5. Where are you going to get the money to compete against someone as popular and experienced as Representative Kennedy and with his campaign war chest?
    Gary is not a professional politician and his views are not likely to be popular with the people or organizations capable of making the kind of donations that could build his campaign war chest quickly enough to match Joe Kennedy dollar-for-dollar. However, as we have seen in the form of sit-ins at the Governor’s office, pipeline protests, and at hearings of climate-related bills on Beacon Hill, there is strong sentiment among the grassroots environmental community for much stronger action on climate change than current officeholders are comfortable with. Gary is well known to this community and hopes they will join his campaign, seeing it as another high-profile vehicle to use to further advance their agenda.
  6. What do you think needs to be done to address climate change?
    Gary believes that we need to unleash the free market to use the same ingenuity and risk taking that brought us such great advances as the Internet, iPhone, and Tesla, to advance the state-of-the-art in conservation, efficiency, and clean energy. A key observation in how to incentivize the free market to produce the goods and services we need is that when gasoline went to four dollars a gallon in 2008, people and businesses changed their habits. Rising energy prices stimulate investment in conservation, efficiency, and clean energy, so a first best step to take is to follow the example of Citizens’ Climate Lobby and propose a gradually rising fee on fossil fuels with all proceeds returned equally to households. Studies have shown that this type of “revenue-neutral carbon fee” will grow the economy, create jobs, and reduce emissions and premature deaths, all while benefiting the lowest 60% of households by income. Gary believes more will need to be done to reduce the already dangerously elevated levels of carbon dioxide in the atmosphere, but his first priority will be to build a bipartisan coalition within Congress to bring revenue-neutral carbon fee legislation to the floor of the House and pass it.
  7. Why should a carbon fee be revenue neutral?
    The purpose of a carbon fee is to increase the price of fossil energy to the point where conservation, efficiency, and renewable energy options are cost competitive with fossil fuels without requiring subsidies or tax breaks. Economists believe it would take a doubling of current fossil fuel costs to achieve this. At double current prices, the carbon fee would generate more than a trillion dollars in revenue per year. This is too much for the government to spend effectively on clean energy projects. If the revenue is not returned to households, the fee (now a tax) would hit poor-, low-, and moderate-income households hardest. In that case, those who contribute least to the problem of climate change would then suffer the most from the solution.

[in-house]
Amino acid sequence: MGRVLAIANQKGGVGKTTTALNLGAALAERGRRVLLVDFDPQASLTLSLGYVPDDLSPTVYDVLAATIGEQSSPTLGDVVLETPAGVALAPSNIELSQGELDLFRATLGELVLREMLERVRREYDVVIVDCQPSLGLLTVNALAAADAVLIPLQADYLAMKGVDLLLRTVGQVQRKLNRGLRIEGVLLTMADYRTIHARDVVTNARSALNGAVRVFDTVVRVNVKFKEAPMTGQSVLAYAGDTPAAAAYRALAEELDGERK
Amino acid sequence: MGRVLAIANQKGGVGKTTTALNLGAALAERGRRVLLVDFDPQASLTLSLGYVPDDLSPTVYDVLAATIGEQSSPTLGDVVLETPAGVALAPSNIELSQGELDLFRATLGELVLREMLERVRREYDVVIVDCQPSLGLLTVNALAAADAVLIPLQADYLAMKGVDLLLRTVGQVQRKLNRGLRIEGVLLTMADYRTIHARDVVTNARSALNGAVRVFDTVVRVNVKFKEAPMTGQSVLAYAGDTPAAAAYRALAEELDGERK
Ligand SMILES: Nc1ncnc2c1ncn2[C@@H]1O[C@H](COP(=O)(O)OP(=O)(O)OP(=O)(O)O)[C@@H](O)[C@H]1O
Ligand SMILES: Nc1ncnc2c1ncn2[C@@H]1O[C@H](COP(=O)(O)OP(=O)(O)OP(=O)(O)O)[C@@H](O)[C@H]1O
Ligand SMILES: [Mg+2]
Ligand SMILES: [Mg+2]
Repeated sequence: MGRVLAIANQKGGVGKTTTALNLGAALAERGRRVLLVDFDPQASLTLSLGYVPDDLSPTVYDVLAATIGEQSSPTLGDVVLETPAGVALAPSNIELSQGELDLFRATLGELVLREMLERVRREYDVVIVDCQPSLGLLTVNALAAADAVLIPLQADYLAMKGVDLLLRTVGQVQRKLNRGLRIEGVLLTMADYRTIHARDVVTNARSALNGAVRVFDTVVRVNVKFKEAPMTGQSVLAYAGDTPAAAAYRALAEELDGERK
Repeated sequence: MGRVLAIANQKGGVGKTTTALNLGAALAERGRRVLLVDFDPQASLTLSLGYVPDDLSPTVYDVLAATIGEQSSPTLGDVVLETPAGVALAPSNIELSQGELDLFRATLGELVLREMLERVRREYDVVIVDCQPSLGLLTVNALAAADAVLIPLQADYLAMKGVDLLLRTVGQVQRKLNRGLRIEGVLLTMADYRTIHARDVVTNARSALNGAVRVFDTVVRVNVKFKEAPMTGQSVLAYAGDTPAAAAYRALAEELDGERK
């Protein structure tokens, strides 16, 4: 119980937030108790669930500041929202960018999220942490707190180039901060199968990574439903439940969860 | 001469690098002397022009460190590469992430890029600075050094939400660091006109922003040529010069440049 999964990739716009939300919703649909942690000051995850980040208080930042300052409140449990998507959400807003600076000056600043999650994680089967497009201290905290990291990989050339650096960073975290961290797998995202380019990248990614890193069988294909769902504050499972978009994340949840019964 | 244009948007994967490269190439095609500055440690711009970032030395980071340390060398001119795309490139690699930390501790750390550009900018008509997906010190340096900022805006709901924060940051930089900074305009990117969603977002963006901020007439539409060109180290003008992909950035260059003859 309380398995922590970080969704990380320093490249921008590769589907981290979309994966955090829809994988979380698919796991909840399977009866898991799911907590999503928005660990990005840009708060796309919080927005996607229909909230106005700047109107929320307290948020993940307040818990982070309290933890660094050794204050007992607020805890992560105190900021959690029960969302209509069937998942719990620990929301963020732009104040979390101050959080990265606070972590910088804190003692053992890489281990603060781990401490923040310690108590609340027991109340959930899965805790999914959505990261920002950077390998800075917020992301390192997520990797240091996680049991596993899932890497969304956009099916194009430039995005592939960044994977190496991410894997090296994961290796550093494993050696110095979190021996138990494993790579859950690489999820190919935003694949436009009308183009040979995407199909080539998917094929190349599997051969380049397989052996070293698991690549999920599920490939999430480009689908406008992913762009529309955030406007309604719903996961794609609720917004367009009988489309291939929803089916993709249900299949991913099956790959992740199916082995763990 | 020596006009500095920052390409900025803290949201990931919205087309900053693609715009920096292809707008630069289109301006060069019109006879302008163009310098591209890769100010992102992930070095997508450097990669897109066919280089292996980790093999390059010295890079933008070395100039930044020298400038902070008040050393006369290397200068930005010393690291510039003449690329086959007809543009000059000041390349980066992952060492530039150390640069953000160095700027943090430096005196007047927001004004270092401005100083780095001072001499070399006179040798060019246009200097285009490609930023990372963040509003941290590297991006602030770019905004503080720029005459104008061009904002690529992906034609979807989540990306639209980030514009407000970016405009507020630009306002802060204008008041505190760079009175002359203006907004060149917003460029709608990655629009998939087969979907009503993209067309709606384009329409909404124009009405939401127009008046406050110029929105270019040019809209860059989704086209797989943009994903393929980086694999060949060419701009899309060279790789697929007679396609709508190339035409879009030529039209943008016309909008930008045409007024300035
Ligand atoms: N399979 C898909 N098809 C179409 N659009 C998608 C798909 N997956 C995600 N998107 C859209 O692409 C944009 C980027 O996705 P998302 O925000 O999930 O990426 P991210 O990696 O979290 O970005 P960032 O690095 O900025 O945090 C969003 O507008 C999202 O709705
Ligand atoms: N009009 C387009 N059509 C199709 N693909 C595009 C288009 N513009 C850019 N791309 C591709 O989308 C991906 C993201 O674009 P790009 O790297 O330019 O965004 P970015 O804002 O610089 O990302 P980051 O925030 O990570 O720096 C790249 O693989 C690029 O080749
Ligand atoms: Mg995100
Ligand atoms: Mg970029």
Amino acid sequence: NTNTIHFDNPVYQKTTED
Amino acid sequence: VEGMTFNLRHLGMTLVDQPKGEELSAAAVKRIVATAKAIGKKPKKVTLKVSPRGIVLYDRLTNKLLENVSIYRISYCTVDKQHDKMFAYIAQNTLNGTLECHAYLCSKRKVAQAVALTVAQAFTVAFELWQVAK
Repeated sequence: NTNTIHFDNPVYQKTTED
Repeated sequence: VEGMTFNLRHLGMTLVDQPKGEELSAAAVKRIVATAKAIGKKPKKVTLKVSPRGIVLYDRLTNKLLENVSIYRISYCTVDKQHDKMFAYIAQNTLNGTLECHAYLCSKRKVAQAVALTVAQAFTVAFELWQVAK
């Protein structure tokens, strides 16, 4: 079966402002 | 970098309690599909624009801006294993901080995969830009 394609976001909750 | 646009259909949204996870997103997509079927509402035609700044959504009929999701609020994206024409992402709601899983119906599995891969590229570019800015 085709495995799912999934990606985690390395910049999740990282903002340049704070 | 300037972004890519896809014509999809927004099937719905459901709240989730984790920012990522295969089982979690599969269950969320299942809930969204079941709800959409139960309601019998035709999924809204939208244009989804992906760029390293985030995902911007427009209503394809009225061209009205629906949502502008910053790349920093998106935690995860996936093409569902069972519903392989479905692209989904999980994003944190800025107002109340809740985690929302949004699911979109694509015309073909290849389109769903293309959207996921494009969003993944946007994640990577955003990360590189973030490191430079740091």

8. How do you respond to the main criticism of pricing carbon—that it does not guarantee hitting specific emission reduction targets?
    When gasoline went to four dollars a gallon in 2008, people changed their habits. Historically, private investment in clean energy increases when the cost of oil increases and falls when the cost of oil falls. Economists say, “If you want less of something, tax it.” There is no question that use of fossil fuels will diminish as the fee on carbon increases. Well-founded economic analyses put the reduction at 50% over twenty years for the plan proposed by Citizens’ Climate Lobby. Gary believes this is an underestimate because of how fast innovation can happen today. If emission reductions are less than expected, additional measures can be implemented. It is also worth considering, however, that the alternative to allowing price to drive reductions is a regime of explicit caps on emissions. The only practical way to enforce caps is through rationing, either explicitly or by also relying on a pricing mechanism using a carbon trading market. Gary believes that a fair, simple, and transparent price on carbon is the preferable path.